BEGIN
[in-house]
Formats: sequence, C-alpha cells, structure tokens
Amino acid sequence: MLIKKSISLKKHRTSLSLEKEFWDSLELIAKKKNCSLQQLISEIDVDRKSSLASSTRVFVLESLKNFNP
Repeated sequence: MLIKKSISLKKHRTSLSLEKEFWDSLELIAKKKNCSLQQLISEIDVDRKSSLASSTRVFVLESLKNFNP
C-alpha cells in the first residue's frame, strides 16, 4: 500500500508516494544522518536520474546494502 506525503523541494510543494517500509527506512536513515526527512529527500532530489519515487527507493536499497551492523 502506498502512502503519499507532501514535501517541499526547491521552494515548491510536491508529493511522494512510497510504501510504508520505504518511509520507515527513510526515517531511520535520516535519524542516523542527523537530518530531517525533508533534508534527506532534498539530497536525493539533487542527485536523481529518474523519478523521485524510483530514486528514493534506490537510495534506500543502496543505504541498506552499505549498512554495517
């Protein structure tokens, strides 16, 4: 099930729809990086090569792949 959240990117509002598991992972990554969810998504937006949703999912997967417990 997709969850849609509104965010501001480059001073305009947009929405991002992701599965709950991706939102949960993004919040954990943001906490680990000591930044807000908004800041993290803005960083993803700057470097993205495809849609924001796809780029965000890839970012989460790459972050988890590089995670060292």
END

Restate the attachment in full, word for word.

[in-house]
Formats: sequence, C-alpha cells, structure tokens
Amino acid sequence: MLIKKSISLKKHRTSLSLEKEFWDSLELIAKKKNCSLQQLISEIDVDRKSSLASSTRVFVLESLKNFNP
Repeated sequence: MLIKKSISLKKHRTSLSLEKEFWDSLELIAKKKNCSLQQLISEIDVDRKSSLASSTRVFVLESLKNFNP
C-alpha cells in the first residue's frame, strides 16, 4: 500500500508516494544522518536520474546494502 506525503523541494510543494517500509527506512536513515526527512529527500532530489519515487527507493536499497551492523 502506498502512502503519499507532501514535501517541499526547491521552494515548491510536491508529493511522494512510497510504501510504508520505504518511509520507515527513510526515517531511520535520516535519524542516523542527523537530518530531517525533508533534508534527506532534498539530497536525493539533487542527485536523481529518474523519478523521485524510483530514486528514493534506490537510495534506500543502496543505504541498506552499505549498512554495517
């Protein structure tokens, strides 16, 4: 099930729809990086090569792949 959240990117509002598991992972990554969810998504937006949703999912997967417990 997709969850849609509104965010501001480059001073305009947009929405991002992701599965709950991706939102949960993004919040954990943001906490680990000591930044807000908004800041993290803005960083993803700057470097993205495809849609924001796809780029965000890839970012989460790459972050988890590089995670060292």